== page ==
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World | Micronesia | Truk Lagoon:

Truk Lagoon overview


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Truk Lagoon dive site map


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Scuba Diving in Truk Lagoon (Chuuk Lagoon), Micronesia


Water temperature:

28°C - 29°C (82°F - 84°F) year round

Suit:

3mm wetsuit

Visibility:

10 - 30 metres (50 - 100 feet)

Type of diving:

Wreck diving for more experienced divers with planes, armed cargo ships, tankers, destroyers and a submarine

Marine life:

Grey reef sharks, turtles, eagle rays, stingrays, jellyfish, reef fish, colourful coral

When to go:

The best time of year to visit Chuuk is during the dry season (December to April), although diving is possible at any time of year and in the tropical climate the rain never lasts long

How to get there:

From the UK - Chuuk is a long trip from the UK but worth it. Weno, the capital of Chuuk, is served by Continental Micronesia from / to Guam, 100km away, with a flight time of 1hr 50mins. There are a number of possibilities for getting to Guam, but expect to change and have waits between flights. Departure tax of $15 US is required on leaving Chuuk


Diving Truk Lagoon, Micronesia - courtesy of Rik Vercoe
Diving Truk Lagoon, Micronesia - courtesy of Rik Vercoe
Ruined building in Truk, Micronesia - courtesy of Rik Vercoe
Tunnel in Truk, Micronesia - courtesy of Rik Vercoe

Truk Lagoon, as it is most commonly known by divers (it is officially spelt Chuuk) has become one of the best places on the planet to visit for wreck divers. It served as a Japanese military and naval base during the Second World War, and would often have over a thousand ships moored in the lagoon at any one time. The deep waters (reaching 100m) of Chuuk combined with the circling barrier reef and high islands provided excellent protection allowing the Japanese to develop it as the greatest stronghold in the Pacific.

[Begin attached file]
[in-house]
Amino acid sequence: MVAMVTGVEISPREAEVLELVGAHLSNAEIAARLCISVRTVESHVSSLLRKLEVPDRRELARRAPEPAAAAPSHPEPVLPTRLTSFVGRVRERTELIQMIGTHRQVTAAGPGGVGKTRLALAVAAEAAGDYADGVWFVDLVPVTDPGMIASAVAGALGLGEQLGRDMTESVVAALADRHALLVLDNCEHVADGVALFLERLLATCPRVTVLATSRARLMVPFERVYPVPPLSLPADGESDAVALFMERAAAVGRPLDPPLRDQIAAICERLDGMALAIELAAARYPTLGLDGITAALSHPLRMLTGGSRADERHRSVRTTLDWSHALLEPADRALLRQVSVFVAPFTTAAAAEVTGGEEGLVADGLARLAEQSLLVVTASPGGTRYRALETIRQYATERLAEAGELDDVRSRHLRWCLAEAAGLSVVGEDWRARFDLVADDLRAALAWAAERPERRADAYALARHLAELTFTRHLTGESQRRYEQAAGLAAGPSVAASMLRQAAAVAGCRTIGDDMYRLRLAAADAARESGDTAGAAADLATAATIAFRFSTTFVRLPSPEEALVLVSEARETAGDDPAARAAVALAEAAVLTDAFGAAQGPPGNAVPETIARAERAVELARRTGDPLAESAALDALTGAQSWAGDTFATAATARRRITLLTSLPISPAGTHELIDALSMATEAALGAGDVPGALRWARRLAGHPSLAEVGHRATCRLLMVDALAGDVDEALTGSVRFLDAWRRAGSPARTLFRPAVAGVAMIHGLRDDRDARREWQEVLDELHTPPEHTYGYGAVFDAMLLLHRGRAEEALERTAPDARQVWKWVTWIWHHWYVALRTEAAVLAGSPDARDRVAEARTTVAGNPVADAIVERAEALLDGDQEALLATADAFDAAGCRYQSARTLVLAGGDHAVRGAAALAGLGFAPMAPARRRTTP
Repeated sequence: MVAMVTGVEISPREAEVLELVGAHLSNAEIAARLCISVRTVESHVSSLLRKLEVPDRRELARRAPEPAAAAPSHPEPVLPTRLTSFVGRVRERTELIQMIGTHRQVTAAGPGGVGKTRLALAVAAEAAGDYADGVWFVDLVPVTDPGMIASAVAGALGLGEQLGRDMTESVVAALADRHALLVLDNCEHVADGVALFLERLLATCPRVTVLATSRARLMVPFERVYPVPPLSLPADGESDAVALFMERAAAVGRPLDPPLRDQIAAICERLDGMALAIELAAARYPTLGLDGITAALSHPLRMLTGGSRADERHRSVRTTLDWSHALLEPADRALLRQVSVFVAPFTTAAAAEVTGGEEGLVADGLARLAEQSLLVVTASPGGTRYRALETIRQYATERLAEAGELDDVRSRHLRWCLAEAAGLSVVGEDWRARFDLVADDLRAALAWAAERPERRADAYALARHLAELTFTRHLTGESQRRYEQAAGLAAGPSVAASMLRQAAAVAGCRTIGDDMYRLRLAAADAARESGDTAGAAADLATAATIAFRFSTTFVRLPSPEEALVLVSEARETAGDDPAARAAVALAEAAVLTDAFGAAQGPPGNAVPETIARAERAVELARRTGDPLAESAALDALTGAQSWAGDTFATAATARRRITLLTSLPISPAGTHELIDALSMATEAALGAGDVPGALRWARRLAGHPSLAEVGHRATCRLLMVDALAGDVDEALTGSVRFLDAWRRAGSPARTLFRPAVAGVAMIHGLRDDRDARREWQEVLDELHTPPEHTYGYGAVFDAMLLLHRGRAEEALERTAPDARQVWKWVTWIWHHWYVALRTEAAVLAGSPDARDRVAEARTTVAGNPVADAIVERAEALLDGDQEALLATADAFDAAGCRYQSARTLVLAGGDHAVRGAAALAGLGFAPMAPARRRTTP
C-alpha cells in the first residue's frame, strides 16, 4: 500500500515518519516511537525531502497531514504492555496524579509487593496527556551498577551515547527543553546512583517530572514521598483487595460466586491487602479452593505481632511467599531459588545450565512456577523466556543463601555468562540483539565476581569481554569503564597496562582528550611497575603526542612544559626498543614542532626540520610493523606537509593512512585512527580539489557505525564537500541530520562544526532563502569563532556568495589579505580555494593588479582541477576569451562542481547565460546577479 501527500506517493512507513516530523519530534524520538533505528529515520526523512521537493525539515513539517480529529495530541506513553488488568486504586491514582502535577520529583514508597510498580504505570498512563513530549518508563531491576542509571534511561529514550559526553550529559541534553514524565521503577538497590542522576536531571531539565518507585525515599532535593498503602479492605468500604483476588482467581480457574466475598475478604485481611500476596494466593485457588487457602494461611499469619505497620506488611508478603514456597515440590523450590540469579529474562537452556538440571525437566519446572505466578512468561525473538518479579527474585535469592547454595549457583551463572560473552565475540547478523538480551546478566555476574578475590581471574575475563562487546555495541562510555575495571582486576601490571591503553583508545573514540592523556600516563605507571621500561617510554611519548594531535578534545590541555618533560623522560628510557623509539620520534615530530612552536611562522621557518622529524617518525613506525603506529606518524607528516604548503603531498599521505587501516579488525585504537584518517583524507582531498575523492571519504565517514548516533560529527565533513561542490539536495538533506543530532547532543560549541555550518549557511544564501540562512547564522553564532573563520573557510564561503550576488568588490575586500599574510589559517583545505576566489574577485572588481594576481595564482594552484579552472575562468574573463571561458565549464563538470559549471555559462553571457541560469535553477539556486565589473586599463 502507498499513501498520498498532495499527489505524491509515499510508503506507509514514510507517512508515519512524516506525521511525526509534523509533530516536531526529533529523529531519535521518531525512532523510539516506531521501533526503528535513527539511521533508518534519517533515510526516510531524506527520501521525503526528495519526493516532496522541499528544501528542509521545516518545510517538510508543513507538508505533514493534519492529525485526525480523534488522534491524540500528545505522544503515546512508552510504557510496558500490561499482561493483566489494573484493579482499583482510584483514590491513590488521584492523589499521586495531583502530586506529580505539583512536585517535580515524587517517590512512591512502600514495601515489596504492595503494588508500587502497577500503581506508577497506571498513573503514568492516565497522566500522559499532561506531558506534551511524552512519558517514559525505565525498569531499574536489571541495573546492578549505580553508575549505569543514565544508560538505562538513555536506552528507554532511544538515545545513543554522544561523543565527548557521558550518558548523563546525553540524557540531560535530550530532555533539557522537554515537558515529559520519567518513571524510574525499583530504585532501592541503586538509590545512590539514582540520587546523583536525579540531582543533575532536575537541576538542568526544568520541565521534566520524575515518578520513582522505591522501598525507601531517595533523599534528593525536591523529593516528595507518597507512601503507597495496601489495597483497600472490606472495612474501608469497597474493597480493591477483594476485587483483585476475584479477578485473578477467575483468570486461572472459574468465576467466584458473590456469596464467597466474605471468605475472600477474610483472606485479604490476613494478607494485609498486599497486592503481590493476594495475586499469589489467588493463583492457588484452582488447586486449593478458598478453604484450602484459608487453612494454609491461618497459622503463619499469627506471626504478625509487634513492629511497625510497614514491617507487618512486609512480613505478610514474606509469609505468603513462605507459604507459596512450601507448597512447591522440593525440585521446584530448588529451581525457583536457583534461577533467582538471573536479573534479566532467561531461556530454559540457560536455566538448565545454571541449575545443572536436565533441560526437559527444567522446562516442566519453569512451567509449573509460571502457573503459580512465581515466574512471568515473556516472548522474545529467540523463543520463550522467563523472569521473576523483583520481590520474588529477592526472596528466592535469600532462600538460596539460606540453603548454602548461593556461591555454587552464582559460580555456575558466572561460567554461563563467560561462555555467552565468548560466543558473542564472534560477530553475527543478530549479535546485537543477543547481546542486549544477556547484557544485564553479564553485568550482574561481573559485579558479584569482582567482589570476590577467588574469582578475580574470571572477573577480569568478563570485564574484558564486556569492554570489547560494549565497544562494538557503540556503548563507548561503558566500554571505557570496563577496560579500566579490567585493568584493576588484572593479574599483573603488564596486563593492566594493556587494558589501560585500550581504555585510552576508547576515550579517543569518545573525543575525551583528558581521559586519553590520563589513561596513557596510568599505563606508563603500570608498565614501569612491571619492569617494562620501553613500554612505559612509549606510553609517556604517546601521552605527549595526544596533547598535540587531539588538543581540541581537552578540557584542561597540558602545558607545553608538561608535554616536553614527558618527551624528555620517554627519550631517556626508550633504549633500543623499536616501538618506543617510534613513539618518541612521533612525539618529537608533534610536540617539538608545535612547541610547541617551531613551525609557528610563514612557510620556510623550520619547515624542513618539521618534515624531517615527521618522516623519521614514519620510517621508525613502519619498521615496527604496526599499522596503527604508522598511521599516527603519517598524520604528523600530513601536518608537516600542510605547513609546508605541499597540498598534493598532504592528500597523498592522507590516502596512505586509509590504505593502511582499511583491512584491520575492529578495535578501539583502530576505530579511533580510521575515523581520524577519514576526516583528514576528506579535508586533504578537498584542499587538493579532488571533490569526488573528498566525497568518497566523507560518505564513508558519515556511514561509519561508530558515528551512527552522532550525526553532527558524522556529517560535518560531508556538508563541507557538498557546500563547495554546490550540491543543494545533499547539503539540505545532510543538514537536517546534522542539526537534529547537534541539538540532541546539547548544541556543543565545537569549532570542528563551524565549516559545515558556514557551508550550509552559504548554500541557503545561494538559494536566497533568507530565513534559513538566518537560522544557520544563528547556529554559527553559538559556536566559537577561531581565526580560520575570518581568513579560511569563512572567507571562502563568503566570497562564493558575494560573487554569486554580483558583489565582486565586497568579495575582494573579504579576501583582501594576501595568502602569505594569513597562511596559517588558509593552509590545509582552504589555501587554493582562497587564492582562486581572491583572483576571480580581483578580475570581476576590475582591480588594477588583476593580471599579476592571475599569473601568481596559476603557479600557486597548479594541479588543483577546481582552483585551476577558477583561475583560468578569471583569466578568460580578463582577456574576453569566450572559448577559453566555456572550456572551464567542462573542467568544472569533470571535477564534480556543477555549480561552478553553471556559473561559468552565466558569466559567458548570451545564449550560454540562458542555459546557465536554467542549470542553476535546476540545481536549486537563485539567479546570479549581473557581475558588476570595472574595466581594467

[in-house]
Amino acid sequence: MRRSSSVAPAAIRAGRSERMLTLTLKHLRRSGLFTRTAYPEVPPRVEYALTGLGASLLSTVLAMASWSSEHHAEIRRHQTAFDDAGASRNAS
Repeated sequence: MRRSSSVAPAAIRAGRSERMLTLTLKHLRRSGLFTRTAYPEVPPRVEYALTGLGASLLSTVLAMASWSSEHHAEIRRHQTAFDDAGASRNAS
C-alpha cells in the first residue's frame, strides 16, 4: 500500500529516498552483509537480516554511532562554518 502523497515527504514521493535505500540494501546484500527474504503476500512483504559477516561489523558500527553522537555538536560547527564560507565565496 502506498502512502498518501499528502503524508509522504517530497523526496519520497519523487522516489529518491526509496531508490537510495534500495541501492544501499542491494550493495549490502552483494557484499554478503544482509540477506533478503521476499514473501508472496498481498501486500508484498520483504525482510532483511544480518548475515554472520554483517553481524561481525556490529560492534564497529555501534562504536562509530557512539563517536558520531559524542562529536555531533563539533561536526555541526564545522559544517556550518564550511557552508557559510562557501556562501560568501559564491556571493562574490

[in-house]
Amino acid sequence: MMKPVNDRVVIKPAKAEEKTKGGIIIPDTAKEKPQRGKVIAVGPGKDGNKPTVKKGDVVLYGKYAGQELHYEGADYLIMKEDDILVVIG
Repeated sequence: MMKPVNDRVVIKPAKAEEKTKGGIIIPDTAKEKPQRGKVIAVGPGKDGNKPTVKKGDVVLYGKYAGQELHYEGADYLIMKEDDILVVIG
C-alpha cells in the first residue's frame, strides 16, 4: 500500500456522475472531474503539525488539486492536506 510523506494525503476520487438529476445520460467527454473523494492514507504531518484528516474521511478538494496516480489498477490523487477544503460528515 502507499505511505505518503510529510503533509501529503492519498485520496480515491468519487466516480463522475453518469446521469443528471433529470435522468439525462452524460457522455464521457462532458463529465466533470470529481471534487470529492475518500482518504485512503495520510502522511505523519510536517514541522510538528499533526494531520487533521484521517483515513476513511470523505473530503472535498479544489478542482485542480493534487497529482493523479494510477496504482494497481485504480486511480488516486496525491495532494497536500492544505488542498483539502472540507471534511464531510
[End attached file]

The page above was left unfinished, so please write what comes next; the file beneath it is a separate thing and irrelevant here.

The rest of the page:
However it was the success of Chuuk that would eventually lead to its demise as it was a prime target for attack. Early in 1944 US forces amassed an army of battleships, cruisers, destroyers and submarines to mount a surprise attack on the Japanese, code named 'Operation Hailstone'. On February 16th for three days, the US attacked, catching the Japanese almost totally unaware. A follow-up attack in April 1944 claimed even more casualties with over 70 ships sunk and 400 aircraft destroyed. The Japanese troops that survived the attacks now faced starvation as they were deprived of supplies until the eventual surrender of the Japanese in late 1945.

With 48 wreck dives and very little in the way of topside entertainment, this is very much a destination for the wreck diver - without family! Many of the wrecks are also deep so an advanced qualification is recommended. Nitrox is often available as part of a dive package, so it is advisable to consider either doing a course before leaving or whilst you are on holiday to make the most of you diving. There is a recompression chamber close to Blue Lagoon Resort.


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